“Hungary today belongs to a winning team.”

December 1, 2016


Echoing statements made at yesterday’s Diaspora Council meeting in Budapest, today Prime Minister Viktor Orbán told the Hungarian Standing Consultation (Máért) that “Hungary today belongs to a winning team.”

The head of government said that whereas before Hungary was a “stigmatized, displaced” country, its politics “had become the politics of victors” and it was easier for other countries to stand alongside Hungary today.

“No reason for defeatism”

Orbán said the greatest success of the past six years since his government was elected was national unity realized by Hungarians living both at home and abroad, that cooperation among Hungarians had become a daily practice, and there was “no reason for defeatism” as 810,000 people of full or partial Hungarian ancestry living abroad had taken the oath of Hungarian citizenship. This had been made possible by the first act of the new Fidesz-controlled parliament in 2010.

He said that in the field of minority rights EU membership had only failed to bring the hoped-for results in the region. Despite the efforts of many to isolate Hungary politically over the past few years, this had not come about.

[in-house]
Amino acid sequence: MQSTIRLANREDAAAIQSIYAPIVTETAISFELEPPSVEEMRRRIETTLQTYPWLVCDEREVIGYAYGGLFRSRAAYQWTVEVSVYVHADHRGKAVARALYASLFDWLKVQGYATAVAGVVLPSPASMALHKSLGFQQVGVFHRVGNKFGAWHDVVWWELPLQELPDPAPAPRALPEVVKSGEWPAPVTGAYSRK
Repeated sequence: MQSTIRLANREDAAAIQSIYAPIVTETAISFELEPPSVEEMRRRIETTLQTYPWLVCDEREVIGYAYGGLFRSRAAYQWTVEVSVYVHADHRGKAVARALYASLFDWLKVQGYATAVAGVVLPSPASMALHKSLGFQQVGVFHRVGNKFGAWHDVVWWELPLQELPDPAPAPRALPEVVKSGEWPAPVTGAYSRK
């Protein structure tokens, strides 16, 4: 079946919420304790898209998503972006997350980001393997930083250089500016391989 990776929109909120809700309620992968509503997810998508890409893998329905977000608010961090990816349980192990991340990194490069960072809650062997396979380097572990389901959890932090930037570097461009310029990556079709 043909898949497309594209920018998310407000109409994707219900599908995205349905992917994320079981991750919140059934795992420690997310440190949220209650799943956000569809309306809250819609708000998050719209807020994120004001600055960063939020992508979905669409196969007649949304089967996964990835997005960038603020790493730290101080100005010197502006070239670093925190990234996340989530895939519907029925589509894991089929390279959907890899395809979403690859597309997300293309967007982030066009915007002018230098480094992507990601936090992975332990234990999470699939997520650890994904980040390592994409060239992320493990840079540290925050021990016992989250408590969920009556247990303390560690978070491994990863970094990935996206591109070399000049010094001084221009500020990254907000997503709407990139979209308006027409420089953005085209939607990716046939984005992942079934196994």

Intellectual confusion

Orbán said intellectual confusion reigns in the Western world, as had been made clear in the “absurd situation” following the death of Fidel Castro in which Castro was “absolved” and reality “lied about.”

He said Europe’s left-liberal elite did not understand the reality about what socialism and communism in Europe or Cuba was like, and continued to believe in the “dream world” linking socialism and communism.  It had been for this reason that many in Brussels did not understand Brexit or Donald Trump’s victory in the US election in which “reality triumphed over ideology,” and it was “not difficult to find the parallel between this and the 2010 Hungarian election.”

(We have no idea what Orbán is talking about and suspect neither does he.-ed.)

Message for Romanian Hungarians 

The head of government addressed the situation in Romania where, according to him, means used in the fight against corruption are being turned against the leaders of Hungarian communities.

He warned that Transylvanian Hungarians risked losing their representation in parliament, and asked them to make retaining representation in parliament a priority.